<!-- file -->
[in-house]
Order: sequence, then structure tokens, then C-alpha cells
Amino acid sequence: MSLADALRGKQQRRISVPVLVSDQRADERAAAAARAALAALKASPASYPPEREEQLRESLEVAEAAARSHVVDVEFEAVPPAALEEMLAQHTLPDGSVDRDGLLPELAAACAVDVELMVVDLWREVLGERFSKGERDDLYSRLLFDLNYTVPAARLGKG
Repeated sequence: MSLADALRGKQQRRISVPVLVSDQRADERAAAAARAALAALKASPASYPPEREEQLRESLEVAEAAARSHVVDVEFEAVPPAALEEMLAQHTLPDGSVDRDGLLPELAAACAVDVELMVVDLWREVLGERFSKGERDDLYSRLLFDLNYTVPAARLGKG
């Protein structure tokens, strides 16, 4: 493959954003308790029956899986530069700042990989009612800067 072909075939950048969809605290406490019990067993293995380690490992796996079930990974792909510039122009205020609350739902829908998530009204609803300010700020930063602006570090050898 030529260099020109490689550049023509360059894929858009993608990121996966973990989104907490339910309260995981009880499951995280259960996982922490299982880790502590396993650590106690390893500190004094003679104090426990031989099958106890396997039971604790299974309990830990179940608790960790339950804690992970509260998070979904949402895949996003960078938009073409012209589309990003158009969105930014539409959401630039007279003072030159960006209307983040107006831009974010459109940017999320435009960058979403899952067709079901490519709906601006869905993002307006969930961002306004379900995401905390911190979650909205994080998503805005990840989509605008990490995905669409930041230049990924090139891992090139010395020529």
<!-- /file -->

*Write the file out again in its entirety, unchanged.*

[in-house]
Order: sequence, then structure tokens, then C-alpha cells
Amino acid sequence: MSLADALRGKQQRRISVPVLVSDQRADERAAAAARAALAALKASPASYPPEREEQLRESLEVAEAAARSHVVDVEFEAVPPAALEEMLAQHTLPDGSVDRDGLLPELAAACAVDVELMVVDLWREVLGERFSKGERDDLYSRLLFDLNYTVPAARLGKG
Repeated sequence: MSLADALRGKQQRRISVPVLVSDQRADERAAAAARAALAALKASPASYPPEREEQLRESLEVAEAAARSHVVDVEFEAVPPAALEEMLAQHTLPDGSVDRDGLLPELAAACAVDVELMVVDLWREVLGERFSKGERDDLYSRLLFDLNYTVPAARLGKG
């Protein structure tokens, strides 16, 4: 493959954003308790029956899986530069700042990989009612800067 072909075939950048969809605290406490019990067993293995380690490992796996079930990974792909510039122009205020609350739902829908998530009204609803300010700020930063602006570090050898 030529260099020109490689550049023509360059894929858009993608990121996966973990989104907490339910309260995981009880499951995280259960996982922490299982880790502590396993650590106690390893500190004094003679104090426990031989099958106890396997039971604790299974309990830990179940608790960790339950804690992970509260998070979904949402895949996003960078938009073409012209589309990003158009969105930014539409959401630039007279003072030159960006209307983040107006831009974010459109940017999320435009960058979403899952067709079901490519709906601006869905993002307006969930961002306004379900995401905390911190979650909205994080998503805005990840989509605008990490995905669409930041230049990924090139891992090139010395020529």